- 14 Plays
Distance Equals Rate Times Time | Pixies
- 12:58 pm - Mon, Apr 22, 2013
- 3 notes
It’s been 4 years since Phoenix’s breakout on their 4th album. 2009’s Wolfgang Amadeus Phoenix, was a coming out well earned for these french purveyors of electronically-charged indiepop. Accolades from Pitchfork to the Grammys rained down on the group as if to reward them for their decade of steadily measured evolutions and noble modest attitudes. Enter Bankrupt!, a record that comes directly after their 2009 career climax. Almost expectantly, it delivers in the way Phoenix always has with their Batman-esque anonymity and intermittent stage presence.
Bankrupt! Begins with their blaring single “Entertainment”. Similar to a welcome back first day of school, Entertainment reminds you that Wolfgang Amadeus Phoenix was a special record, as this song is almost entirely created out of the reverberating synth mold that pervaded their last record.Oddly enough, it’s married to a sound that thinks it’s going Japanese.There are other eastern influences on the album that just prove Phoenix has spent their time thoughtfully drawing inspiration. As the album progresses, we see Phoenix charting new territories for their Wolfgang formula by retreating even further back into 80s new wave and synthpop than they have ever done.
“S.O.S in Bel Air” employs reorganized, dancey 80s synthpop driven by jumpy drum beats with the kind of pop-knack rhythm that has become endemic in Phoenix’s sound. Elsewhere, a glistening, yet chilled-out new wave number present’s itself in the infectious “Trying to Be Cool”. It’s the kind of song that speaks to the band’s slick, romantic sensibilities building upon a legacy that goes back to “If I ever Feel Better” over a decade ago.
However, the album’s eponymous track derails the record a bit because of how indulgent it is in regards to textures. This is a beautiful sounding, and incredibly ornate album, but its self-titled track (directly analogous to “Love Like a Sunset”) is a bit too sonically busy to provide any point of consistent ingress in its groove or lack thereof. Whereas the rest of the album is a natural beauty, this song feels a bit contrived.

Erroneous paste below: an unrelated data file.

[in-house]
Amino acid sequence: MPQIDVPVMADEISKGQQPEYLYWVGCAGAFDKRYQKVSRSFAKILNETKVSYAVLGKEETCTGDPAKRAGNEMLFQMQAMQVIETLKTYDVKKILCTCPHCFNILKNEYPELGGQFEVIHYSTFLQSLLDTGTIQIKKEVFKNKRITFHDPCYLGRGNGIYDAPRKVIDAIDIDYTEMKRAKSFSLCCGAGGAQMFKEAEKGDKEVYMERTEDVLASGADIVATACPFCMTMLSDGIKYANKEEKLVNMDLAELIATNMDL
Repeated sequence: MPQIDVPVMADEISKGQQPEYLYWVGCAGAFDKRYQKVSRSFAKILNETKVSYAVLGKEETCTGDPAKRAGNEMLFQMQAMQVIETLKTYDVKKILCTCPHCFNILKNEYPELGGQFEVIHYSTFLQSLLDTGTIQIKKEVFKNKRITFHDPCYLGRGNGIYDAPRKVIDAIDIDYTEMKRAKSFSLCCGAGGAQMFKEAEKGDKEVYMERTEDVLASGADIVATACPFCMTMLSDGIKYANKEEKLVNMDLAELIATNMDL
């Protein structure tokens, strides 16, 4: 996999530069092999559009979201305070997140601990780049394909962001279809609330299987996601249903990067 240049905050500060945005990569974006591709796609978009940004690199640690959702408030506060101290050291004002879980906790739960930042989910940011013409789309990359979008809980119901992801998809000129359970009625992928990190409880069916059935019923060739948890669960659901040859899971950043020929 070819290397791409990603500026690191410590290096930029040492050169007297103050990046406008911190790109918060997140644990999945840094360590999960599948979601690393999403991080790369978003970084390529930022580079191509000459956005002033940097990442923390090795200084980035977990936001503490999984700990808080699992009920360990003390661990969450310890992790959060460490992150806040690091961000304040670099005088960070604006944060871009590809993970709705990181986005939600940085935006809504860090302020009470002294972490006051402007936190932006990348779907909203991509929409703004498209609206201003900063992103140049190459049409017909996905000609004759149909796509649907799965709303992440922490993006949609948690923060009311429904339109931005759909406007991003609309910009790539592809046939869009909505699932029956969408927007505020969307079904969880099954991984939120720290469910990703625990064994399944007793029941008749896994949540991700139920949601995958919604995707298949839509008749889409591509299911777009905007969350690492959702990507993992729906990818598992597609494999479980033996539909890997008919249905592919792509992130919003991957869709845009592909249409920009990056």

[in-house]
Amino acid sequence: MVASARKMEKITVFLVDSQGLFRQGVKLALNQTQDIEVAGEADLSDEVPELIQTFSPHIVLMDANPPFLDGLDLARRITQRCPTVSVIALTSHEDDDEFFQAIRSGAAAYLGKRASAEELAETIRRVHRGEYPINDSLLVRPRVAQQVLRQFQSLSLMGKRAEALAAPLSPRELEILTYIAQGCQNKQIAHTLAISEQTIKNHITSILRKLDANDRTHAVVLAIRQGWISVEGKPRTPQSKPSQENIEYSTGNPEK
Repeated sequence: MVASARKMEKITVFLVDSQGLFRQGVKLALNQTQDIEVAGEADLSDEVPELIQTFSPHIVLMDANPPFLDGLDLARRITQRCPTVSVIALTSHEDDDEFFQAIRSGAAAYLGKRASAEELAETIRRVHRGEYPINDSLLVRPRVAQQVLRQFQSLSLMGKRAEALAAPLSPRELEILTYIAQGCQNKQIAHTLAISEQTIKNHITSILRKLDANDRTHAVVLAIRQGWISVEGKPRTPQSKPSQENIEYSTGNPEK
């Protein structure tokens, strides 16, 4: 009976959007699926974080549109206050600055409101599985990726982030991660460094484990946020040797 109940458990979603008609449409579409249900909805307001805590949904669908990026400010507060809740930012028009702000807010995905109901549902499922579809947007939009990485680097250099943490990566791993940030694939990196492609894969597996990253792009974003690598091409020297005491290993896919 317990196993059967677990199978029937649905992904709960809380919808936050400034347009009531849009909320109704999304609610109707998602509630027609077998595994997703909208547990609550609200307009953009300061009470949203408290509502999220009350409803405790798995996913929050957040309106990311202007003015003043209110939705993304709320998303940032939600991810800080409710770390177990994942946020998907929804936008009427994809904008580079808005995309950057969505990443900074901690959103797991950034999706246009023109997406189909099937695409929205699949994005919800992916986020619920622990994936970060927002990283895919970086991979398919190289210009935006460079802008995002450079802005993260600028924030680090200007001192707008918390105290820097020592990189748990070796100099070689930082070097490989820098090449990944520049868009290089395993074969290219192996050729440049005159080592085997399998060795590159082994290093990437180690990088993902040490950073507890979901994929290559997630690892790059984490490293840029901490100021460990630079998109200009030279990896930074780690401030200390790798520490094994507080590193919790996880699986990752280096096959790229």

After that bit of a record scratch, the album picks up again. Hitting high points again with the likes of “Chloroform”, a slow-roasting Rnb-meets-spritely-synth blend gently stirred by Thomas Mars croaky, yet romantically-suave vocal delivery.
The last leg of the album contains anti-consumerist and anti-bourgeois lyrical sentiments in “Oblique City” and (the aptly titled) “Bourgeois”. It’s subject matter almost entirely unexplored by the band and is welcome addition of emotional despondence to the band’s thematic arsenal.
Bankrupt!, much like My Bloody Valentines long-awaited M B V, starts with a winning formula and iterates on it continuously as the album progresses, and by the end the album it’s an entirely beast. Unlike the Strokes latest descent into botched New Wave integration on Comedown Machine, Phoenix has confidence in their sound and smartly know which parts of it are partial to a new interpretation.
Bankrupt! doesn’t drastically re-write the book written four years ,but why should it have to? The skilful iteration on here may not provide the outright hits rivaling “1901”, but Bankrupt! is an altogether more cohesive record than its predecessor and better for it in several ways.
*★ ★ ★ ★